Among the pack of skin superfoods, a clear favorite has emerged—argan oil, often referred to as ‘liquid gold.’ The oil comes from the kernels of the argan tree (Argania spinosa), native to the arid climate of southwestern Morocco, and the second most common tree species there. Prized for its nutritive, cosmetic and numerous medicinal properties, argan oil has been used for several centuries.
Much of the argan oil produced today is processed by the Berber women of Morocco in cooperatives that support local communities. The preparation is intensive: The nuts are cracked open between two stones, and then the kernels are roasted and ground into a paste. Women knead the chunky paste by hand to extract the oil, which is then pressed and filtered. In a typical day’s work, a woman can harvest three kilograms of seeds, yielding more than one kilogram of oil.
The ultimate skin food
Exceedingly rich in nutrients, many skin care companies have picked up on the array of benefits Argan offers. “Aura Cacia became interested in this ingredient after learning about the long history of use in skin and hair care by the indigenous Berber culture in Morocco,” says Thomas Havran, branded products developer with Aura Cacia. “Given the arid environment in that region, the effects of the argan oil are remarkable.”
One look at the nutrient profile is enough to justify the excitement. “Argan oil is rich in natural fatty acids, such as linoleic acid and natural antioxidants such as tocopherols (vitamin E), carotenoids and ferulic acid,” says Los Angeles-based integrative dermatologist Susan Kallal, MD. “The fatty acids help restore the skin’s integrity and natural barrier, and the antioxidants protect and reverse the effects of environmental damage on the skin. Ferulic acid in argan oil helps neutralize free radicals and protect the skin from UV damage.” Historically, argan has also been used as a hair oil, thought to keep hair shiny, conditioned and healthy.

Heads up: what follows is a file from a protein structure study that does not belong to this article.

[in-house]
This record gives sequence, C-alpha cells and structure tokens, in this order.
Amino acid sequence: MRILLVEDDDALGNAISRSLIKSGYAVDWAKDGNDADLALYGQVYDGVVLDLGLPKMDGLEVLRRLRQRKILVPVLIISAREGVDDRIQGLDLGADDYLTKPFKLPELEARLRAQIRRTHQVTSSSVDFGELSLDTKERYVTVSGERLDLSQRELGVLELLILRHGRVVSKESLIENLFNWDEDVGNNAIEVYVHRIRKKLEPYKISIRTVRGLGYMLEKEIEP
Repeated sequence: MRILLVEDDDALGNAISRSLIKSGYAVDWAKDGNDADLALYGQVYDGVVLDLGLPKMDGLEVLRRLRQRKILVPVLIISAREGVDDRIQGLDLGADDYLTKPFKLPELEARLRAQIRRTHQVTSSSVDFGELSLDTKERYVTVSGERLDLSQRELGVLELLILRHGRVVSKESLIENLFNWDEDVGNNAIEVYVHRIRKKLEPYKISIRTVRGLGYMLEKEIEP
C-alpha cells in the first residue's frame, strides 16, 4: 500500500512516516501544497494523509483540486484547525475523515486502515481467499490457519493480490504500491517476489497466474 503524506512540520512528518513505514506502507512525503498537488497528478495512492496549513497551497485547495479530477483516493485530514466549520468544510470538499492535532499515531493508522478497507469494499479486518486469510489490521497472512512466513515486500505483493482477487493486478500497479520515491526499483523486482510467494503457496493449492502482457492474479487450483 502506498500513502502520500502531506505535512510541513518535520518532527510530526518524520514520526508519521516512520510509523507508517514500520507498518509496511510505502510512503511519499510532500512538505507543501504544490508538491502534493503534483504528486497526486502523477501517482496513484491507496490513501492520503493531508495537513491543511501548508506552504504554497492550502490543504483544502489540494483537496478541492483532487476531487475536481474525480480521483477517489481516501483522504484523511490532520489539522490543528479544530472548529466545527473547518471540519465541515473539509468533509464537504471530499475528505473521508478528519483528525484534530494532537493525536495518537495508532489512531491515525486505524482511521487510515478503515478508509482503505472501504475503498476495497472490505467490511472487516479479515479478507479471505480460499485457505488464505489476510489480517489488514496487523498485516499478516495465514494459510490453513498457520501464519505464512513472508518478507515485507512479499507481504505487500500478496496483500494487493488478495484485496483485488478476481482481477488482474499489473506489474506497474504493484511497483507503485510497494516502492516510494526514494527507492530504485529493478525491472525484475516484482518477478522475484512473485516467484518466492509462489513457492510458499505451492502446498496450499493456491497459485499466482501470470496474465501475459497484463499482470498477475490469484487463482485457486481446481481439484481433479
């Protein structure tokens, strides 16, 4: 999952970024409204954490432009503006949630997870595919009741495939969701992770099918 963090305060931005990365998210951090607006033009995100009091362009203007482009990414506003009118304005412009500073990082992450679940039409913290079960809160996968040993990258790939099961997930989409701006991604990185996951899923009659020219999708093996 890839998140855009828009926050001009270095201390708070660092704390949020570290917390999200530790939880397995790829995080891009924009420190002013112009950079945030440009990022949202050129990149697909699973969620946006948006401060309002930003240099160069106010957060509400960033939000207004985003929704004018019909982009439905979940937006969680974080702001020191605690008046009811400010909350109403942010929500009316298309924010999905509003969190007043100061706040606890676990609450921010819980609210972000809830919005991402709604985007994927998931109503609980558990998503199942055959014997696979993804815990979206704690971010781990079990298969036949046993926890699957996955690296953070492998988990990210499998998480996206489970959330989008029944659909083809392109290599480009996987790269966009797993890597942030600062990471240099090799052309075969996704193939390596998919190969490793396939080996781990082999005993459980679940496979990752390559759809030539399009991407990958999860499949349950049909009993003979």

Beauty is as beauty does
Incorporate argan oil into your skincare regimen and you become a beauty activist in one fell dab: It restores the skin, helps protect the indigenous environment and provides a lifeline of support for Moroccan women who might otherwise have no viable income.
If you have oily skin, the thought of applying oil to your face might seem counter-intuitive. But Kallal dispels that notion. “Argan oil is fast absorbing on the skin and, contrary to what many people expect, does not leave the skin feeling oily,” she says. “Argan oil is also rich in squalene, an oil that penetrates deeply into the skin and helps regulate sebum production.”
A study in the June 2007 issue of the Journal of Cosmetic Dermatology showed that a cream made from argan oil and extracts from sesame seeds and saw palmetto reduced the casual sebum level by 20 percent and areas covered with oily spots by 42 percent.
Kallal recommends argan both as a moisturizer and as part of an acne treatment regimen. “Argan oil has natural anti-inflammatory and antimicrobial properties and can help calm and clear acne,” she says. “Argan oil is truly a versatile and valuable oil, and can be used on both young and mature skin.”
Before you rush out and buy anything labeled argan oil, caveat emptor: Look for 100 percent cold-pressed argan oil and avoid blends labeled ‘Moroccan oil,’ which may contain only a small amount of argan oil, says Kallal. Pure Argan oil has a light golden color and a mild nutty scent, while imposters sport a heavy, gooey texture and yellowish color.